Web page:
The Connection Between Gut Health and Emotional Wellbeing

Do you know the twisting feeling in your stomach before a big meeting or presentation? Or the feeling of butterflies in your stomach on a first date?

This is part of the brain-gut connection, responsible for communication between your brain and your enteric nervous system (ENS).

How Does the Brain-Gut Connection Work? 

The ENS is responsible for the movement in your gastrointestinal, releasing gastric acid for digestion, blood flow and the release of gut hormones to regulate your appetite.

This connection means emotional experiences can register as gastrointestinal distress. When you feel anxious or nervous, this may feel like nausea or a twisting and turning sensation in your stomach.

The communication is bidirectional. The microbiome creates neurotransmitters or chemical messengers that your blood carries to your brain and your brain can send messages to your gut to speed it up or change the microbiome.

These neurotransmitters regulate movement, motivation, emotions, and even the production of the feel-good hormone serotonin.

When people talk about the imbalance of neurotransmitters and hormones, it begins in your gut, which means your microbiome can affect your mood and brain chemistry.

As a result, an unhealthy gut, also known as dysbiosis, can result in GI issues and disorders such as:


      Irritable Bowel Syndrome


      Loss of appetite

      Unusual hunger

      Stomach upset

      Crohn’s disease

      Ulcerative colitis.

Additionally, studies show that the imbalance of microbiomes or gut dysbiosis is linked to depression and anxiety and mental disorders such as Alzheimer’s, Bipolar disorder, Dementia and Parkinson’s disease.

The good news is that healthy eating is a preventive strategy that can contribute to overall emotional and mental wellness.

Is the Brain-Gut Connection Related to Comfort Food?

You may be wondering why processed foods high in salt and sugar, like waffles with maple syrup or a fried burger with an extra helping of fries, tend to be what feels most comforting when you feel stressed or sad.  

That’s because your comfort foods are related to your brain-gut connection.

The vagus nerve is one of the communication pathways in your ENS. When it’s stimulated, it reduces the stress response and produces feelings of relaxation.

Comfort food is less about the food and more about the experience attached.

Eating certain foods that taste good or remind you of a comforting time in your life activates the vagus nerve and can trigger the relaxation response.

The good thing is you can still feel comfort from healthier foods and train your body to want food with less sugar, salt and unhealthy fats.

What Strategies Can You Use To Improve Your Microbiome? 

A healthy gut regulates your mood, protects your brain, improves symptoms of depression and anxiety and improves cognitive function.

Follow a diet incorporating healing foods, prebiotics and probiotic supplements to heal your microbiome and improve your mental health.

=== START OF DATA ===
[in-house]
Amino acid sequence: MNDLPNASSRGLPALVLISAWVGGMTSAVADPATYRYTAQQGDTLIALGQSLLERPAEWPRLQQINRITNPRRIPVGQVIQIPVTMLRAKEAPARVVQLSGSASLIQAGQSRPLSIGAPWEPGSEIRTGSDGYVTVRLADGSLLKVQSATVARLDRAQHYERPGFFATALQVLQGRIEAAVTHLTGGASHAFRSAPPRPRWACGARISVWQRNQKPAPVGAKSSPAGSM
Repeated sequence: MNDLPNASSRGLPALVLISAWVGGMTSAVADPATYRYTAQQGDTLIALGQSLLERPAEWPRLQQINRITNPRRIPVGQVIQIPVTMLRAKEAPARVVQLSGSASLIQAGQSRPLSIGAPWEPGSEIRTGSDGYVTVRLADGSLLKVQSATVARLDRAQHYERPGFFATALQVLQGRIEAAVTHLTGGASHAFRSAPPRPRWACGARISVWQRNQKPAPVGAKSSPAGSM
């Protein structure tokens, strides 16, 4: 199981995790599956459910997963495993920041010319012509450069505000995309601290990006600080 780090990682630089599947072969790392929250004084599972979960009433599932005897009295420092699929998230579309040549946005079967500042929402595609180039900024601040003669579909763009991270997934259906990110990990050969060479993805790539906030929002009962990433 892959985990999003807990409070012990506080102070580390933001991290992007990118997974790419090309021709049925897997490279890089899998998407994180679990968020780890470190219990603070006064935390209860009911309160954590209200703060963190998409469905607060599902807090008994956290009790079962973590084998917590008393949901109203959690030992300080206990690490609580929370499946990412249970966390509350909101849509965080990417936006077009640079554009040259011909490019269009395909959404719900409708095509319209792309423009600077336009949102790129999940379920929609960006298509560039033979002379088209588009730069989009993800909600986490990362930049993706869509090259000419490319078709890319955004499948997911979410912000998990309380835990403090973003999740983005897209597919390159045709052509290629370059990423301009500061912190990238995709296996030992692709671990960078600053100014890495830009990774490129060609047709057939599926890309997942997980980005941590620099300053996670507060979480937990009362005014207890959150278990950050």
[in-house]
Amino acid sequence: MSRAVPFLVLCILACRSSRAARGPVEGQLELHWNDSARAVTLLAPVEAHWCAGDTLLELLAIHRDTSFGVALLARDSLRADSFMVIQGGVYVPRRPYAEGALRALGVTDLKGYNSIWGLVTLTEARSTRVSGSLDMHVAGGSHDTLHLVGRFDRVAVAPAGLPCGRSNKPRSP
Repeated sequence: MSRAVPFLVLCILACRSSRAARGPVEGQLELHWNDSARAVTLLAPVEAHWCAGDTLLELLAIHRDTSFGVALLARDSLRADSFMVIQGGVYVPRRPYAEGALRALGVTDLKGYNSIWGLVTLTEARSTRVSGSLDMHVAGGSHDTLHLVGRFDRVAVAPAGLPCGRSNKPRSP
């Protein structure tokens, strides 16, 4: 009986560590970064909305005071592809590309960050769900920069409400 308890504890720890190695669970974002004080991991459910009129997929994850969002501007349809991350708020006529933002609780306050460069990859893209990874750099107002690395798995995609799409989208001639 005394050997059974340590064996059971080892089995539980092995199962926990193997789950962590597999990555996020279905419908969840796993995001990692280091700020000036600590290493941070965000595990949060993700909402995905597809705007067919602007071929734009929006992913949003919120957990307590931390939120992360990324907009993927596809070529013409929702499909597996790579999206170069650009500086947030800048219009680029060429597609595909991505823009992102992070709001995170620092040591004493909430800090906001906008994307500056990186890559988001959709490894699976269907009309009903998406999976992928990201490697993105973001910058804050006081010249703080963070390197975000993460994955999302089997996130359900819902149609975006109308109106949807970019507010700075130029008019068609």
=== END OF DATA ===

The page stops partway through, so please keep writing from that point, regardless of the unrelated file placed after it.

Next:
Take Probiotics and Prebiotics

Probiotic supplements help restore your gut balance by adding good bacteria to your microbiome. You will find that some are targeted for specific conditions, so you can choose a supplement based on the benefits.

Prebiotics are high-fiber foods that feed the good bacteria in your gut to maintain a healthy microbiome.

Lactobacillus acidophilus, Lactobacillus casei and Bifidobacterium bifidium are some of the probiotic strains that reduce symptoms of depression when taken with prebiotics.

While probiotic supplements help, you should incorporate foods containing probiotics and prebiotics. Some of these foods include:

      Goat’s yogurt

      Organic miso


      Flax seeds


      Cocoa powder

      Soft cheeses





Incorporate Healing Foods

You can also add healing foods to your diet to address gut health.

1.    Low FODMAP foods

This diet is commonly used to treat IBS. These foods decrease gas production and fermentation in your gut:

      Non-processed meats like fish


      Vegetables like Potatoes





      Green tea

      Almond milk

2.    Anti-inflammatory foods

These foods foster a healthy gut environment and reduce inflammation.


      Collard greens


3.    Whole grains

These foods help your digestive system to function well at all times:

       Brown rice


      Rice cakes


4.    Foods with antioxidants

These healing foods with antioxidant properties support emotional wellbeing by regulating moods and reducing oxidative stress and inflammation:


      Green tea

      Dark chocolate


Improve Emotional and Mental Wellbeing Through Your Diet

The brain-gut connection is a complex communication system that affects physical and psychological health. P

rioritizing healthy foods that support your microbiome will improve your wellbeing, so it’s essential to focus on creating a nutrient-dense and anti-inflammatory diet high in fiber and low in processed foods, unhealthy fats and sugar.